Patients with transthyretin amyloid cardiomyopathy (ATTR-CM) are faced with different possibilities for treating their symptoms and underlying disease. However, treatment options may vary depending on the severity of the disease, the cost of the treatment, and other factors.
Transthyretin amyloid cardiomyopathy (ATTR-CM) is a rare, progressive disease that primarily affects the heart, although it can affect different organs of the body. It is caused by the misfolding of transthyretin proteins that aggregate in the myocardial tissue. If left untreated, ATTR-CM can progress rapidly and cause death. Different treatment options are available and these are reviewed in detail in an analysis published in the Journal of Clinical Medicine.
ATTR-CM is typically characterized by restrictive ventricular filling and reduced stroke volume, which often manifests with symptoms of heart failure. As such, loop diuretics are an option for relieving cardiac congestion and edema in the lungs. Amiodarone is an option for patients with atrial fibrillation or flutter. Anticoagulants are also important for patients with atrial fibrillation to prevent thrombotic events.
While tafamidis is the only approved drug for ATTR-CM at the moment, other pharmacologic agents may be considered for off-label use. Tolcapone and diflunisal have been shown to stabilize the TTR tetramer and improve the prognosis of the disease. However, tolcapone typically needs to be taken multiple times throughout the day, and diflunisal causes typical NSAID side effects, such as cardiovascular and gastrointestinal problems.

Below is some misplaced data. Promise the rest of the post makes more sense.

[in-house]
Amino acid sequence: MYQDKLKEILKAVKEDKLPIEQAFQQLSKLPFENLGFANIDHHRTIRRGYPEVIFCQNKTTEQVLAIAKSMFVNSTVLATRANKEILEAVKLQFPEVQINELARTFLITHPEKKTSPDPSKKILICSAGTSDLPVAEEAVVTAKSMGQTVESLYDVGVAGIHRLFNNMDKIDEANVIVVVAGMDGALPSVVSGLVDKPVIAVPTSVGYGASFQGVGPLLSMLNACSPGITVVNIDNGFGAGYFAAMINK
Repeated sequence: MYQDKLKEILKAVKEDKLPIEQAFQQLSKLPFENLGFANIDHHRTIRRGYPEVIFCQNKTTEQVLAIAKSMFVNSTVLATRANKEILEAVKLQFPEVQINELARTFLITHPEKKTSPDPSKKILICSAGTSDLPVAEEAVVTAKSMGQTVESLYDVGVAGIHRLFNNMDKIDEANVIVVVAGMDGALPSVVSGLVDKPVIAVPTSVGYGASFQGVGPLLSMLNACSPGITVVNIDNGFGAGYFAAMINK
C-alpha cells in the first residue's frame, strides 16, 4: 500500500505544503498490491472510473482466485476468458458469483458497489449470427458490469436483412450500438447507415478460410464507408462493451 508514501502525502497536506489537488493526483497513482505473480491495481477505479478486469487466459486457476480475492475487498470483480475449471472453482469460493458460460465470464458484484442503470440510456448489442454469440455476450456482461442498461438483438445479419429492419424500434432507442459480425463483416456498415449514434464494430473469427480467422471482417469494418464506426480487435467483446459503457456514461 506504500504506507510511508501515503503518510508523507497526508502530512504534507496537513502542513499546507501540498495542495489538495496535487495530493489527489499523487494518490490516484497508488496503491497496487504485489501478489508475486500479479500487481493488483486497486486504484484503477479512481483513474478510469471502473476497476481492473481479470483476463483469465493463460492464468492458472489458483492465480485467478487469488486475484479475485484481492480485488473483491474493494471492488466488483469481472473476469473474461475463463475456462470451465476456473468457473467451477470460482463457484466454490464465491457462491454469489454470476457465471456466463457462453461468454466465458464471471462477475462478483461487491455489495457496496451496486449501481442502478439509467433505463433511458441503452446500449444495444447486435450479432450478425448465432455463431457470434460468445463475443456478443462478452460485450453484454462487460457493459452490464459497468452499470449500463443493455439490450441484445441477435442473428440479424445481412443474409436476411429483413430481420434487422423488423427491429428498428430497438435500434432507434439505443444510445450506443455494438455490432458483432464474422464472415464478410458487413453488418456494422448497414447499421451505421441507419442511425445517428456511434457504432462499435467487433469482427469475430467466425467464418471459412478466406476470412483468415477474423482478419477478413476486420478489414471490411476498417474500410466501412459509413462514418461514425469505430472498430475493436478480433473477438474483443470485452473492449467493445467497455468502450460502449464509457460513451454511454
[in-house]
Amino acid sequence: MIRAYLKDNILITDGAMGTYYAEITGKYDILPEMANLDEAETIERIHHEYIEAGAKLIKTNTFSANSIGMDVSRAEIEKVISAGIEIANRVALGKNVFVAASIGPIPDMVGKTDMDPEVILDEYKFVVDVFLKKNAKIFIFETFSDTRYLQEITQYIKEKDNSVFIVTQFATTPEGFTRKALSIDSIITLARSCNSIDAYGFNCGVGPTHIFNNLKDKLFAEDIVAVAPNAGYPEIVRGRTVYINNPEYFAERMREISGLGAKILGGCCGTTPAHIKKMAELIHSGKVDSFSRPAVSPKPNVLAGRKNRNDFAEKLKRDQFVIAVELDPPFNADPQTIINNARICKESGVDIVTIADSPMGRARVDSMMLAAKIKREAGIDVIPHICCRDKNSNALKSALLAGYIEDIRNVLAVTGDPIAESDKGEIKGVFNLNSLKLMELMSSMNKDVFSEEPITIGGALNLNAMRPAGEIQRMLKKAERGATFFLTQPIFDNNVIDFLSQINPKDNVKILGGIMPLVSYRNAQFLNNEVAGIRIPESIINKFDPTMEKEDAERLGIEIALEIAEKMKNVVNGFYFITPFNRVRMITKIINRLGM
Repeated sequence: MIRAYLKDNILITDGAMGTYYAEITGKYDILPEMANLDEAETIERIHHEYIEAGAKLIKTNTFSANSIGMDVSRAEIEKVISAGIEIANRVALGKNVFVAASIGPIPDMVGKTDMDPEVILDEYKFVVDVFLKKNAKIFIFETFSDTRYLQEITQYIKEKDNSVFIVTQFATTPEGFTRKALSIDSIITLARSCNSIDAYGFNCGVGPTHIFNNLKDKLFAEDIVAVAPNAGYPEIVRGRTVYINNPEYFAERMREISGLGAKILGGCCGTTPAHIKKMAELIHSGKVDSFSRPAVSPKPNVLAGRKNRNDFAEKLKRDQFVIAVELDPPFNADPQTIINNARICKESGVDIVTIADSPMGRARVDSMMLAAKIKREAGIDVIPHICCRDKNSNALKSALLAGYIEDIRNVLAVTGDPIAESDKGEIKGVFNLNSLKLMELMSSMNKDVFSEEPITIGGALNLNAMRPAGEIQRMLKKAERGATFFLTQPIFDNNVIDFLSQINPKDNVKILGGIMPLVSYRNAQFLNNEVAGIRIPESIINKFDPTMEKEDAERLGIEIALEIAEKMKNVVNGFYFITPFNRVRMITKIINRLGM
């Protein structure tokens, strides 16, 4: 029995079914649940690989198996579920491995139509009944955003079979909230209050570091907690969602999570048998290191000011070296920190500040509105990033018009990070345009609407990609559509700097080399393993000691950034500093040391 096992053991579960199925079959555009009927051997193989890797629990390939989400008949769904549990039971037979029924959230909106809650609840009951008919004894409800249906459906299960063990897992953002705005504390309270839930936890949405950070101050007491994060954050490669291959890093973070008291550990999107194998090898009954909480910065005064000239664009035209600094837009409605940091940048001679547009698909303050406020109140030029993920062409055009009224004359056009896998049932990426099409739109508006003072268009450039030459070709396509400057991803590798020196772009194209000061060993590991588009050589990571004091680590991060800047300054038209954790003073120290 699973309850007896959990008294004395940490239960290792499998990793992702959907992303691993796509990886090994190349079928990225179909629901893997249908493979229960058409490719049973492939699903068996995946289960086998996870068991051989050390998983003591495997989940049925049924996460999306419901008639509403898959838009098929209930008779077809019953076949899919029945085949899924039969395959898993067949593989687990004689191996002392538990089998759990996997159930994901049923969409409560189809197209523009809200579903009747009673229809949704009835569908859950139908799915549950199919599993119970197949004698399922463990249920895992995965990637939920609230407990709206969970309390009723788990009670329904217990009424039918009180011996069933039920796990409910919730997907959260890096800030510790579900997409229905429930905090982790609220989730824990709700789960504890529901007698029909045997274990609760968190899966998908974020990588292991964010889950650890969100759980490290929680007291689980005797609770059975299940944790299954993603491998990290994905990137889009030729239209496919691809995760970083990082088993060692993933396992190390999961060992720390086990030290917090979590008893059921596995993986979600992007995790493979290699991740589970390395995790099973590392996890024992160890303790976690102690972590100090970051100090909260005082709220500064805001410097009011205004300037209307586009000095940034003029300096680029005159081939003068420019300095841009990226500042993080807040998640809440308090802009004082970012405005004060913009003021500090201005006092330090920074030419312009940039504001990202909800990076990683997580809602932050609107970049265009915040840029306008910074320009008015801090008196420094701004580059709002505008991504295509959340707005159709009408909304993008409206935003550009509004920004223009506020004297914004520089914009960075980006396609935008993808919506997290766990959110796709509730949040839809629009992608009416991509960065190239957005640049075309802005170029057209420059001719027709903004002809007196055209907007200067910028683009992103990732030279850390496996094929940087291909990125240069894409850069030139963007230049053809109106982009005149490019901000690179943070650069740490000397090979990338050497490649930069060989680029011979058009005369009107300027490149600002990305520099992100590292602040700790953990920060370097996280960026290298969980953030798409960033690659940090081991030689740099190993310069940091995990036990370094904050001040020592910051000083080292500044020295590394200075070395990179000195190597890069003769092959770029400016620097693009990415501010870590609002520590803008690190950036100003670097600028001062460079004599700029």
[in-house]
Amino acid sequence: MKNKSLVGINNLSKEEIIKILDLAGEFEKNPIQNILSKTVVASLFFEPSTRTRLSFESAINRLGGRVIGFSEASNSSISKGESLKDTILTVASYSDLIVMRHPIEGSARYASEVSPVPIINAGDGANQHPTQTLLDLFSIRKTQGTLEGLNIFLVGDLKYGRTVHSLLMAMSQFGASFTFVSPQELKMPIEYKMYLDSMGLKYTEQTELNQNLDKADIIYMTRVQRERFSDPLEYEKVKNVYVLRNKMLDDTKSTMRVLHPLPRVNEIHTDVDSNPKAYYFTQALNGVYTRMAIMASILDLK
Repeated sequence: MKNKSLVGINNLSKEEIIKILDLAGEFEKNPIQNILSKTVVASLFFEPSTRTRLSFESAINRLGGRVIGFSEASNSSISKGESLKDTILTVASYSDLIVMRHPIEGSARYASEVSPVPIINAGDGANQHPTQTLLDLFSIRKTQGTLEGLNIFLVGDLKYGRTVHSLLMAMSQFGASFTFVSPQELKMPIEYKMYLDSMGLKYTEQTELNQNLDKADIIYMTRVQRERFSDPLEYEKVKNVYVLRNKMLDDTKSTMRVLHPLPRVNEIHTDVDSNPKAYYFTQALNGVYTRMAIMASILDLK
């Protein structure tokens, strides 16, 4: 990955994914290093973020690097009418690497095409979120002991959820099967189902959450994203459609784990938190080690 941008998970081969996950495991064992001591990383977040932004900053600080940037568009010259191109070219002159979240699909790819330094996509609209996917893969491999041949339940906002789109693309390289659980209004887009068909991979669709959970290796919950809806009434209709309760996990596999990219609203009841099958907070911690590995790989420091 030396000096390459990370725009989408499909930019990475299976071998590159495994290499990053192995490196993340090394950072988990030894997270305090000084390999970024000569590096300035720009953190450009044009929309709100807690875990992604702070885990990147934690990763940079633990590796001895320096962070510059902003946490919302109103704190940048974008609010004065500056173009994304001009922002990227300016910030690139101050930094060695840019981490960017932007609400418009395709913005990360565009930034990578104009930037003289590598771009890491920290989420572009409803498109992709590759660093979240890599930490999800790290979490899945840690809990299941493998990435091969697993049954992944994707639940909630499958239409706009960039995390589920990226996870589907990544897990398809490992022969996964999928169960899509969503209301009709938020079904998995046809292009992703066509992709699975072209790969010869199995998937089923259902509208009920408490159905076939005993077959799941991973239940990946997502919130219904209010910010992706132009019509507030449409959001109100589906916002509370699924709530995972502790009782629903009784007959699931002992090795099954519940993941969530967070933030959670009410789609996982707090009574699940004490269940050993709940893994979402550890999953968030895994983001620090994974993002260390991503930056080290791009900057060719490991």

Live transplantation is an effective treatment strategy for many patients, as TTR production occurs primarily in the liver. Targeting the gene responsible for TTR production has been a potential treatment strategy in some studies. Certain drugs, such as patisiran, inotersen, and revusiran may be potential treatment options that suppress the TTR production in the liver.
Despite the availability of treatments for ATTR-CM, it is difficult to determine the best treatment option due to a lack of comparative studies and high costs. In addition, some drugs require a high frequency of dosing. As an orphan disease, ATTR-CM affects a small subset of the population, which can make it difficult to generalize the effects of the available treatments. Healthcare providers with ATTR-CM patients should approach treatment options with a sound cost-benefit analysis to determine the best treatment option for their patients.
Tschöpe, C., & Elsanhoury, A. (2022). Treatment of Transthyretin Amyloid Cardiomyopathy: The Current Options, the Future, and the Challenges. J Clin Med, 11(8). https://doi.org/10.3390/jcm11082148